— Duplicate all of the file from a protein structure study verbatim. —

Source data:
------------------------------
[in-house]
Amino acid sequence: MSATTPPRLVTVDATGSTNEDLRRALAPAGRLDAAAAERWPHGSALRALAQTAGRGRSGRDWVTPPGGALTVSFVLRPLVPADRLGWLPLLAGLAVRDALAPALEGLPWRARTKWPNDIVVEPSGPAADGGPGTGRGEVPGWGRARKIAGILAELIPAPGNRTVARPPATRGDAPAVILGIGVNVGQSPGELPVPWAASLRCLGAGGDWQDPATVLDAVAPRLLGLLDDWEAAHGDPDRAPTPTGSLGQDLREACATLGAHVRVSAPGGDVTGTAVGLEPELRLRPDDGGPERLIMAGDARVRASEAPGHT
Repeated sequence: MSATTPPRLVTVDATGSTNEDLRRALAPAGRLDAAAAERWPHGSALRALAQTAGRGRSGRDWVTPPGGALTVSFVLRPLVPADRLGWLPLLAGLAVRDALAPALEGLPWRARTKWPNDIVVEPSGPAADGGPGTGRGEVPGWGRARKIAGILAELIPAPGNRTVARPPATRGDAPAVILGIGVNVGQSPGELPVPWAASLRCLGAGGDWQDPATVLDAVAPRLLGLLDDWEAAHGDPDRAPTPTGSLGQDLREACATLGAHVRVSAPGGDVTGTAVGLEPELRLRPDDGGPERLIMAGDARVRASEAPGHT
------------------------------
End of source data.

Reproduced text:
[in-house]
Amino acid sequence: MSATTPPRLVTVDATGSTNEDLRRALAPAGRLDAAAAERWPHGSALRALAQTAGRGRSGRDWVTPPGGALTVSFVLRPLVPADRLGWLPLLAGLAVRDALAPALEGLPWRARTKWPNDIVVEPSGPAADGGPGTGRGEVPGWGRARKIAGILAELIPAPGNRTVARPPATRGDAPAVILGIGVNVGQSPGELPVPWAASLRCLGAGGDWQDPATVLDAVAPRLLGLLDDWEAAHGDPDRAPTPTGSLGQDLREACATLGAHVRVSAPGGDVTGTAVGLEPELRLRPDDGGPERLIMAGDARVRASEAPGHT
Repeated sequence: MSATTPPRLVTVDATGSTNEDLRRALAPAGRLDAAAAERWPHGSALRALAQTAGRGRSGRDWVTPPGGALTVSFVLRPLVPADRLGWLPLLAGLAVRDALAPALEGLPWRARTKWPNDIVVEPSGPAADGGPGTGRGEVPGWGRARKIAGILAELIPAPGNRTVARPPATRGDAPAVILGIGVNVGQSPGELPVPWAASLRCLGAGGDWQDPATVLDAVAPRLLGLLDDWEAAHGDPDRAPTPTGSLGQDLREACATLGAHVRVSAPGGDVTGTAVGLEPELRLRPDDGGPERLIMAGDARVRASEAPGHT